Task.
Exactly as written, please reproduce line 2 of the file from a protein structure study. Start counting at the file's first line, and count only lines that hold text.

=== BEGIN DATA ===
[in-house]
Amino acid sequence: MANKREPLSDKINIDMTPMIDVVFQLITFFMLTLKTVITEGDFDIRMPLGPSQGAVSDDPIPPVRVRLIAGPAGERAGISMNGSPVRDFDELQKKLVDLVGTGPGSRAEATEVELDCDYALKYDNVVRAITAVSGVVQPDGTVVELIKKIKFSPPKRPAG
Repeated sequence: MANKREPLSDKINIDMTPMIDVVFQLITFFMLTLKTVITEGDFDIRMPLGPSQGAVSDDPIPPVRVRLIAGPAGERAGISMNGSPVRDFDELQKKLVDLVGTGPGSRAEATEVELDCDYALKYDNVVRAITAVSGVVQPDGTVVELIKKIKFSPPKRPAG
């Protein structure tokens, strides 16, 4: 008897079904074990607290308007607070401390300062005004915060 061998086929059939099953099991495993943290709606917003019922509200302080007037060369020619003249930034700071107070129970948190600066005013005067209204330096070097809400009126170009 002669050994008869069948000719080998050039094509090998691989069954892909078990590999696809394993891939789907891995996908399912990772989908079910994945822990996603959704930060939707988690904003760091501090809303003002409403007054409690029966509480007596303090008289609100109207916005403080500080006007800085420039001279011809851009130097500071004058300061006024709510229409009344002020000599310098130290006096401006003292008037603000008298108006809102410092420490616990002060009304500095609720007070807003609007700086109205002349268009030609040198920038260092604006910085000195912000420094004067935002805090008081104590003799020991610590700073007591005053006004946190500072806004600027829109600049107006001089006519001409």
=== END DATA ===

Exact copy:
Amino acid sequence: MANKREPLSDKINIDMTPMIDVVFQLITFFMLTLKTVITEGDFDIRMPLGPSQGAVSDDPIPPVRVRLIAGPAGERAGISMNGSPVRDFDELQKKLVDLVGTGPGSRAEATEVELDCDYALKYDNVVRAITAVSGVVQPDGTVVELIKKIKFSPPKRPAG